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The Gifts of Grace

  • April 2019 Issue
Theology Matters

The New Testament word for gift (charisma) has often been translated as grace. All God’s gifts reflect His grace, and the fact that they are gifts means that they are free and cannot be earned. The New Testament’s theology of grace is rooted in the Old Testament idea of God’s favor, which is shown to those who do not deserve it and cannot help themselves.

The psalms often plead for grace or God’s favor. This might take the form of a cry for comfort in a time of affliction, forgiveness for sin, or rescue from one’s enemies (Ps. 25:16–20). Usually a power disparity exists between the one who shows grace and those who experience it. (In human relationships this is often the action of a superior toward an inferior.) But the theological concept describes God’s gracious act of providing for those who look to Him for help.

God’s grace is the foundation of the Christian’s salvation. We are saved not because of the righteous things we have done but because God has shown us mercy through Jesus Christ (Titus 3:5). Salvation is by grace because it is a gift.

Grace itself is also a gift. The New Testament concept of grace includes the idea of a dynamic power that enables those who have been saved to live the Christian life and serve God. The apostle Paul saw this power as the explanation for his own successful ministry. He worked harder than others because the grace of God was “with” him (1 Cor. 15:10).

Our efforts to serve God are like the gifts a child might give to a parent using money that the parent has provided for the purchase. The gifts we give to God are really a kind of re-gifting. Both the opportunity and the ability to serve Him are matters of grace. Because of this our efforts are not really our own. They are a result of God working through us (Gal. 2:8; Eph. 3:20). This is God working in us “to will and to act in order to fulfill his good purpose” (Phil. 2:13). The Christian life is a life of grace from beginning to end. We enter it by grace, live it by grace, and receive rewards at the end by grace.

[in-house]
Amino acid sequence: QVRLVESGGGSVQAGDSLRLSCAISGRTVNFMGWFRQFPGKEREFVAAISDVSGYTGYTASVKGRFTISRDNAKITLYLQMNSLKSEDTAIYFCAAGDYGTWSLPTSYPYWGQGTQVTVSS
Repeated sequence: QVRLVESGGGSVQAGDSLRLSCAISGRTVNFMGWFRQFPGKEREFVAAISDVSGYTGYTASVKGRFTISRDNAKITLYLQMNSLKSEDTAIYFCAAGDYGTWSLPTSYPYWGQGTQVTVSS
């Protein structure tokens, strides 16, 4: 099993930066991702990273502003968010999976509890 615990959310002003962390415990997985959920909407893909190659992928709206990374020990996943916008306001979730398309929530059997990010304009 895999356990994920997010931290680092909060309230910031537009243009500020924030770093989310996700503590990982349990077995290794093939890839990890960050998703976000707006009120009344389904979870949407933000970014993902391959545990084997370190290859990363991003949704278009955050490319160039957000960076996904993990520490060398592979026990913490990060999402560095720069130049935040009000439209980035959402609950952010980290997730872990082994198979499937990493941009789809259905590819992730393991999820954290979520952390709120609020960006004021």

To learn more, read All of Grace by C. H. Spurgeon (Moody Publishers).

BY Dr. John Koessler, Chair and Professor of Pastoral Studies

Dr. John Koessler serves as chair and professor in the division of applied theology and church ministry at the Moody Bible Institute in Chicago, Illinois. He is married to Jane and has two sons, Drew and Jarred. John is the author of The Radical Pursuit of Rest (InterVarsity), The Surprising Grace of Disappointment (Moody) and True Discipleship (Moody). John has written several other books and articles and serves as a contributing editor for Today in the Word.

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